If you do not file an answer, the plaintiff (the entity that brought the suit) can ask the court for entry of a judgment in the amount stated in the complaint. If no amount is stated, the plaintiff has to provide proof of the amount of damages; generally, unless you answered the complaint, you cannot participate in the hearing to set the damages.
Once a judgment is entered, the plaintiff can obtain a lien on your assets and can use the services of the sheriff to levy on your bank accounts and garnish your wages. If all of your assets and income are exempt under the law of your state, you may be able to ignore the suit altogether.
Even after a creditor gets a judgment, you can negotiate with the creditor for the payment of the judgment. Since the creditor incurs expenses and delays in using legal processes to collect a judgment, you can sometimes negotiate a discount on the judgment for voluntary payment.
In general, a debt represented by a judgment is just as dischargeable in bankruptcy as the same debt prior to entry of judgment. Note, however, that a judgment lien that attaches to assets is only avoidable if it impairs an exemption or attaches within 90 days before bankruptcy.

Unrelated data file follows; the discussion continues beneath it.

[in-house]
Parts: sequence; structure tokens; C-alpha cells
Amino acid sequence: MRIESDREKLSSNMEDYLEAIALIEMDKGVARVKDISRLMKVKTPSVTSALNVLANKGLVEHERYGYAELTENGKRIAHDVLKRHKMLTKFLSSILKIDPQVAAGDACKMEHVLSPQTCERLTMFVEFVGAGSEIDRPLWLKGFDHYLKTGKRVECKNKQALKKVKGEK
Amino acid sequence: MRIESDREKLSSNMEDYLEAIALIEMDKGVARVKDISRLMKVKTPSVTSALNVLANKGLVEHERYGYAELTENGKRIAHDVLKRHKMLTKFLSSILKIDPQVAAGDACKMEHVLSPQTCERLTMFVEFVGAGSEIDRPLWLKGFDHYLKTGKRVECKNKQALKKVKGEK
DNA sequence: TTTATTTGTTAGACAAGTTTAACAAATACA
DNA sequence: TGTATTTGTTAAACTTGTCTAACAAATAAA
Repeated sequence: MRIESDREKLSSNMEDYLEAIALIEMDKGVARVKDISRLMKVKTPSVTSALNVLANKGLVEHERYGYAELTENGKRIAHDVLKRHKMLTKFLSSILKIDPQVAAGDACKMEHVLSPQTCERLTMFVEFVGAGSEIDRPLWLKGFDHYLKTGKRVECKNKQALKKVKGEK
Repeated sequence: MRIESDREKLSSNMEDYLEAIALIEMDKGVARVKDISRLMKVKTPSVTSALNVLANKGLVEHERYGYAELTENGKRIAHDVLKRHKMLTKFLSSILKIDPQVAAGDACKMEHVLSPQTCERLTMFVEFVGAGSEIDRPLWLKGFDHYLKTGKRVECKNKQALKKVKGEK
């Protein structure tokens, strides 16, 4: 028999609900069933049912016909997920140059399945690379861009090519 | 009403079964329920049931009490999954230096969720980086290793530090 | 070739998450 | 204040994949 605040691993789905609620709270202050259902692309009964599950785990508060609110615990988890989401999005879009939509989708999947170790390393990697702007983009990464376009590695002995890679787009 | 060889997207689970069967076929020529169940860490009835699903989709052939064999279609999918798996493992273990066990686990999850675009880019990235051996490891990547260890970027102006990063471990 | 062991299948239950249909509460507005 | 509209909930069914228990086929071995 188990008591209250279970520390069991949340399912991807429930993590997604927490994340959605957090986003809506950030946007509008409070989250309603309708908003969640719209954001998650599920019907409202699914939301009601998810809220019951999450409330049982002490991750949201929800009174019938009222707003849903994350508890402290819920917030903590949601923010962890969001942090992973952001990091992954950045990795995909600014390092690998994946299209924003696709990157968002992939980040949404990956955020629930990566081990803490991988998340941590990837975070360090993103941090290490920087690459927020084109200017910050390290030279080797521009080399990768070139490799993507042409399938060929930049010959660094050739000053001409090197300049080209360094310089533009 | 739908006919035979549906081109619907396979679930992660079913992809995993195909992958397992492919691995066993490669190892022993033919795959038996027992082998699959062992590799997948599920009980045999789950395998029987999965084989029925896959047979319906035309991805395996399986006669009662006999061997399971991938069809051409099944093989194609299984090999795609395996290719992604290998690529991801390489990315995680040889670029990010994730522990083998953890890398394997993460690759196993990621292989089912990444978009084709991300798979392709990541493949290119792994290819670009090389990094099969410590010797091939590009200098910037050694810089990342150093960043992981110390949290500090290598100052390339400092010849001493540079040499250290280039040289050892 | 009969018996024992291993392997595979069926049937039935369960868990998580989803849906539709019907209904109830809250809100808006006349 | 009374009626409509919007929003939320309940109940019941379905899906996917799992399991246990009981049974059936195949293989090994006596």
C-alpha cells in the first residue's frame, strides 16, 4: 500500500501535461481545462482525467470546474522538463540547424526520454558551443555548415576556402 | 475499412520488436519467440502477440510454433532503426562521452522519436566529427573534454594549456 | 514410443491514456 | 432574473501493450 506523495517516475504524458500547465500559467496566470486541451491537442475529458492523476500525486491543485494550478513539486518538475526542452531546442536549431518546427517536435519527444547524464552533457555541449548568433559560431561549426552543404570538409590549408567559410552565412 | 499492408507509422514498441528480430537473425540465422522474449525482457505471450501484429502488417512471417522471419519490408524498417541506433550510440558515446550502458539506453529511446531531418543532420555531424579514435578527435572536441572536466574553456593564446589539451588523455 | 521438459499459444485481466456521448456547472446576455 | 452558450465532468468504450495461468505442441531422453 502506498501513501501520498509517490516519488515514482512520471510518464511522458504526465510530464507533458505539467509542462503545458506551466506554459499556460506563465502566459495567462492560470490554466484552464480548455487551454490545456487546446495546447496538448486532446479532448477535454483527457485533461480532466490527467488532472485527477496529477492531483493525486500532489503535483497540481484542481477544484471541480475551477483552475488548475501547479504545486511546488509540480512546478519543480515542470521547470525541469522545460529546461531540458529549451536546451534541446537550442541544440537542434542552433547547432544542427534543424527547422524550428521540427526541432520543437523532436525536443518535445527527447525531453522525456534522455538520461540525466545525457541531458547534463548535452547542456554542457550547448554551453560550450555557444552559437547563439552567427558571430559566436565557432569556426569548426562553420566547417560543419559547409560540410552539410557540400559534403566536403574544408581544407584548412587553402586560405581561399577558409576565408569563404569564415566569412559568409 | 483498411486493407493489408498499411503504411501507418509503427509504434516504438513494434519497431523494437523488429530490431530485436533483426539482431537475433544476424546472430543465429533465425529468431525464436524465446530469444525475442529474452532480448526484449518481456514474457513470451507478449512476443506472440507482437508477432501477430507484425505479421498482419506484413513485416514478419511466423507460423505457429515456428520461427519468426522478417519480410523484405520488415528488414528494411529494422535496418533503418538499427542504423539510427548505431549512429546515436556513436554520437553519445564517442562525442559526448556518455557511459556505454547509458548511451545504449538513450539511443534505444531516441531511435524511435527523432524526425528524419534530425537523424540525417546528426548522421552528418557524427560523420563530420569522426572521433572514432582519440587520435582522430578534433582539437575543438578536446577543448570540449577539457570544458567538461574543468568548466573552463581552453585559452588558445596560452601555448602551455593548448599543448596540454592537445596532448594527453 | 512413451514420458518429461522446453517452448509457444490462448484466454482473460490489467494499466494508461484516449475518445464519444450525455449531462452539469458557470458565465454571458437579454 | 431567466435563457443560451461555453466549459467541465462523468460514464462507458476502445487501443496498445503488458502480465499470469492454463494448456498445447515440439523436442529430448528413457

If the complaint alleged fraud or other grounds that would make a debt non-dischargeable in bankruptcy, doing nothing may prevent you from later contesting the facts (i.e., you may be unable to get a bankruptcy court to hear your side of the fraud charge in a non-dischargeability action).
In the case of debts that are unliquidated (uncertain in amount), a judgment will liquidate the debt. This may have the effect of increasing your debts beyond the eligibility requirements of a Chapter 13 Bankruptcy, with its “super” discharge and inexpensive reorganization possibilities.